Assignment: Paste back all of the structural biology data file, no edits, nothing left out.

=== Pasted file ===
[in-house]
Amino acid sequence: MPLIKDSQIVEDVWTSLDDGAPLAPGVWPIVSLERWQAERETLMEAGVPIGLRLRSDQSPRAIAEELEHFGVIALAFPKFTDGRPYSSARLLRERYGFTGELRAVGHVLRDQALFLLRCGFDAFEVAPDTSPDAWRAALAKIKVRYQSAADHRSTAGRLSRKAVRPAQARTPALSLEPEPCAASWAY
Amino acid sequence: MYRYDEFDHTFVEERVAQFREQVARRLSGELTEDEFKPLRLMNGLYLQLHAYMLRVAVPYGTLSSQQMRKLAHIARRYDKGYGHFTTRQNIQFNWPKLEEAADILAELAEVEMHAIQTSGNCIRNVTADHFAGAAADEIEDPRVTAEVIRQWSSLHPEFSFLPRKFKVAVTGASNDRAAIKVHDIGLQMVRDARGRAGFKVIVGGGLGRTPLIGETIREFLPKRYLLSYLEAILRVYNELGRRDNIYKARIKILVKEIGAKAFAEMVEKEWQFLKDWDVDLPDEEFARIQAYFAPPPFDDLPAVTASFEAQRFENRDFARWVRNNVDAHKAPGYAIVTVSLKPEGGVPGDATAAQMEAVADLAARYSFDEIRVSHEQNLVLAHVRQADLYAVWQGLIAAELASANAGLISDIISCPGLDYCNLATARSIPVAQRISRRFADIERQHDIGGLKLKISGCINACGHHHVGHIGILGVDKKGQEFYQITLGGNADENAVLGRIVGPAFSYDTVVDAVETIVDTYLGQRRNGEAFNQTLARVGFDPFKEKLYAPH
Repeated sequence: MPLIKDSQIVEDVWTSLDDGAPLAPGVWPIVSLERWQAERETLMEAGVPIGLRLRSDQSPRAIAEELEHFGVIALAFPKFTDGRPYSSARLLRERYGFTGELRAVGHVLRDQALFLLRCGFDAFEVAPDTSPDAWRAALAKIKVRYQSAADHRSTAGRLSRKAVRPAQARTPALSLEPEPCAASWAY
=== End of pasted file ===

[in-house]
Amino acid sequence: MPLIKDSQIVEDVWTSLDDGAPLAPGVWPIVSLERWQAERETLMEAGVPIGLRLRSDQSPRAIAEELEHFGVIALAFPKFTDGRPYSSARLLRERYGFTGELRAVGHVLRDQALFLLRCGFDAFEVAPDTSPDAWRAALAKIKVRYQSAADHRSTAGRLSRKAVRPAQARTPALSLEPEPCAASWAY
Amino acid sequence: MYRYDEFDHTFVEERVAQFREQVARRLSGELTEDEFKPLRLMNGLYLQLHAYMLRVAVPYGTLSSQQMRKLAHIARRYDKGYGHFTTRQNIQFNWPKLEEAADILAELAEVEMHAIQTSGNCIRNVTADHFAGAAADEIEDPRVTAEVIRQWSSLHPEFSFLPRKFKVAVTGASNDRAAIKVHDIGLQMVRDARGRAGFKVIVGGGLGRTPLIGETIREFLPKRYLLSYLEAILRVYNELGRRDNIYKARIKILVKEIGAKAFAEMVEKEWQFLKDWDVDLPDEEFARIQAYFAPPPFDDLPAVTASFEAQRFENRDFARWVRNNVDAHKAPGYAIVTVSLKPEGGVPGDATAAQMEAVADLAARYSFDEIRVSHEQNLVLAHVRQADLYAVWQGLIAAELASANAGLISDIISCPGLDYCNLATARSIPVAQRISRRFADIERQHDIGGLKLKISGCINACGHHHVGHIGILGVDKKGQEFYQITLGGNADENAVLGRIVGPAFSYDTVVDAVETIVDTYLGQRRNGEAFNQTLARVGFDPFKEKLYAPH
Repeated sequence: MPLIKDSQIVEDVWTSLDDGAPLAPGVWPIVSLERWQAERETLMEAGVPIGLRLRSDQSPRAIAEELEHFGVIALAFPKFTDGRPYSSARLLRERYGFTGELRAVGHVLRDQALFLLRCGFDAFEVAPDTSPDAWRAALAKIKVRYQSAADHRSTAGRLSRKAVRPAQARTPALSLEPEPCAASWAY